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Appetite. 2010 Dec;55(3):498-506. doi: 10.1016/j.appet.2010.08.017. Epub 2010 Sep 9.

Convenience food products. Drivers for consumption.

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  • 1ETH Zurich, Institute for Environmental Decisions, Switzerland. tbrunner@ethz.ch

Abstract

Convenience is one of the big trends in the food business. The demand for convenience food products is steadily increasing; therefore, understanding convenience food consumption is an important issue. Despite being vital properties of convenience food, saving time and effort have not been very successful constructs for predicting convenience food consumption. To examine a wide range of possible drivers for convenience food consumption, the present study uses a convenience food frequency questionnaire that asks about consumption behavior. A paper-and-pencil questionnaire was sent out to a representative sample of people in German-speaking Switzerland and yielded N = 918 complete datasets from persons mainly responsible for buying and preparing food in the household. The various convenience food products could be categorized into four groups, which we labeled as highly processed food items, moderately processed food items, single components, and salads. Fifteen drivers were found to have a significant impact either on total convenience consumption or on one of the identified categories. Strong predictors were age, concern about naturalness, nutrition knowledge, and cooking skills.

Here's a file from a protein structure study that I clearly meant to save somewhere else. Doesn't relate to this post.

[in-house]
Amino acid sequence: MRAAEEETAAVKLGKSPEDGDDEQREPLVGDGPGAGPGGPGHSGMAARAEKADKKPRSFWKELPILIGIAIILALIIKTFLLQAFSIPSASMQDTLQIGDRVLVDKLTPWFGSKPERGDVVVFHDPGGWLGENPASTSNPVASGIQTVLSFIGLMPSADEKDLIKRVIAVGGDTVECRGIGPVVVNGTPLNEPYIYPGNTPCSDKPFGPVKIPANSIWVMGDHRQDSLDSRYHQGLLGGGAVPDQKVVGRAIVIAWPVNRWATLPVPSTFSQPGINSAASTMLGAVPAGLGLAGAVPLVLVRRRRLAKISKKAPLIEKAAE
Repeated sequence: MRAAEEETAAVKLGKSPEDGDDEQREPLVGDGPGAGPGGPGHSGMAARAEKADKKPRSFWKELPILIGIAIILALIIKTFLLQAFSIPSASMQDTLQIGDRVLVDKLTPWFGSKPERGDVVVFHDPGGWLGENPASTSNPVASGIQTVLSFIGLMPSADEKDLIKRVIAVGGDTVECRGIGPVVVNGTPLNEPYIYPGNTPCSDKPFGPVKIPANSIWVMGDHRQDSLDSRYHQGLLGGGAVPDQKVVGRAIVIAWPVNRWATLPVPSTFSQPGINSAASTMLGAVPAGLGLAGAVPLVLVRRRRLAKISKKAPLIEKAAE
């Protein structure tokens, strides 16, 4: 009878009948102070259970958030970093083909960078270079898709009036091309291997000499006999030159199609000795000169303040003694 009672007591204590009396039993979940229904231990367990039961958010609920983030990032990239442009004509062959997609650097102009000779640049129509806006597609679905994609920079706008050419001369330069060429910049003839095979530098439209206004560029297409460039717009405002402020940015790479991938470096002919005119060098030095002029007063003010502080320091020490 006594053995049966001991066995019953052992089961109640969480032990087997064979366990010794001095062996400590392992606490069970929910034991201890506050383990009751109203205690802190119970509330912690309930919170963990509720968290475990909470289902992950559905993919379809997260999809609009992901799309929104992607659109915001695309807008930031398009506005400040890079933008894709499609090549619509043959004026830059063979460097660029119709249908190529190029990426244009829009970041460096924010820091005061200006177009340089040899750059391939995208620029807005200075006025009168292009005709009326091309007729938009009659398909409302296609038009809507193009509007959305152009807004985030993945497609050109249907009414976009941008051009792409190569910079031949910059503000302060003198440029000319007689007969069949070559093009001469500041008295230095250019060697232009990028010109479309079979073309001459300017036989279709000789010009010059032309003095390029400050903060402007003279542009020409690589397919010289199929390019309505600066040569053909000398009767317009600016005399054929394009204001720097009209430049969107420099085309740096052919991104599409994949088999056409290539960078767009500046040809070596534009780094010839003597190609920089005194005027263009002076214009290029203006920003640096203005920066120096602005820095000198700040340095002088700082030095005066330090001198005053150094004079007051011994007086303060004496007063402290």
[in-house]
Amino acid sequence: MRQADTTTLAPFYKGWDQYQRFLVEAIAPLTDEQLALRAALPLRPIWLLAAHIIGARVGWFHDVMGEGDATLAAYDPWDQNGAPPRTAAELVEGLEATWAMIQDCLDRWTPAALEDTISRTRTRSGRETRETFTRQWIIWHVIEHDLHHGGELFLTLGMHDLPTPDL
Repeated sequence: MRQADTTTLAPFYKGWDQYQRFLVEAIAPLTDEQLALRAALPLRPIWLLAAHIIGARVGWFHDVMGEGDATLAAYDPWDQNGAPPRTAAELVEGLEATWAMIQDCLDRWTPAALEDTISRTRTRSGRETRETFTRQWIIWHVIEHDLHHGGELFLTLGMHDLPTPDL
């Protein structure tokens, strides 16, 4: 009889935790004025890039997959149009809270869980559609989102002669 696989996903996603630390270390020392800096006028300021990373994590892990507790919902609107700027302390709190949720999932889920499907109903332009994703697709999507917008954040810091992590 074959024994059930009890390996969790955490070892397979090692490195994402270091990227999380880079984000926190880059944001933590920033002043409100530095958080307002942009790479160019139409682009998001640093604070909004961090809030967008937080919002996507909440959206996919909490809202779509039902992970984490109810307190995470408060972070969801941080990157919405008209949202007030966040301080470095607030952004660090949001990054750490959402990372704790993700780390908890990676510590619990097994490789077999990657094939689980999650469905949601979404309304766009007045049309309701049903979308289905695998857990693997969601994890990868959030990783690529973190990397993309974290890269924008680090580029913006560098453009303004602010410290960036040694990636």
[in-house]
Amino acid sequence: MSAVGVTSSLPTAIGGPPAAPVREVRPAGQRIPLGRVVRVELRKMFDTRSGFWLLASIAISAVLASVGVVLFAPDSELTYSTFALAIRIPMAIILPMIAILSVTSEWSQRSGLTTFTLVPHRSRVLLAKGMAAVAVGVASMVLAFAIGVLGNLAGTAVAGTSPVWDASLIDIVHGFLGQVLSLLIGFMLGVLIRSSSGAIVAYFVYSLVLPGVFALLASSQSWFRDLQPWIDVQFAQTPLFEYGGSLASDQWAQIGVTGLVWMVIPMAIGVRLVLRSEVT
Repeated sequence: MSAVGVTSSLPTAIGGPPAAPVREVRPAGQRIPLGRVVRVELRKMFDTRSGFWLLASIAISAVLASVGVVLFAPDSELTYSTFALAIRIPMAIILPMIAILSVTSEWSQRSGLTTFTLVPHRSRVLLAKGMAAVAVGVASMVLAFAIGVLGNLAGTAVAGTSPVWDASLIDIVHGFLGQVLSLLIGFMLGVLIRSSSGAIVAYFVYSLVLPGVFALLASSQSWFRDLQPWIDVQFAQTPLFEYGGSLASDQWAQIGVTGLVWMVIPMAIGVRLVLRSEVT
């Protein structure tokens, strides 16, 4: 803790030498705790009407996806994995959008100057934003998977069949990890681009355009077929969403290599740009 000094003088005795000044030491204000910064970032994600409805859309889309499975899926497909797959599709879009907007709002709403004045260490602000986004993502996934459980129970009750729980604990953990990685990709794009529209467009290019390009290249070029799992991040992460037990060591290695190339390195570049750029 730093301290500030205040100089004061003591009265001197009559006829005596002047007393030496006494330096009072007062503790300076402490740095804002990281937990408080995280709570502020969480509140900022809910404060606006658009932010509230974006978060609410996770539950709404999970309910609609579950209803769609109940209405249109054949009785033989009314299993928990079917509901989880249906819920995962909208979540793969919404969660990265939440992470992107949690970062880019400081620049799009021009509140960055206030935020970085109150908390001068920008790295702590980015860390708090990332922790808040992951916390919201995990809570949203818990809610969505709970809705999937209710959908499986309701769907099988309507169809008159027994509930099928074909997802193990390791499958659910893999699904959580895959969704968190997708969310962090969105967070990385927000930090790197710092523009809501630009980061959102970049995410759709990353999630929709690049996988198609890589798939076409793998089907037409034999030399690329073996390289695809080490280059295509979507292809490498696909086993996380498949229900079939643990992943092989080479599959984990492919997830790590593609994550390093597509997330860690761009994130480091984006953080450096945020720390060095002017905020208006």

Copyright © 2010 Elsevier Ltd. All rights reserved.

PMID:
20832437
[PubMed - indexed for MEDLINE]
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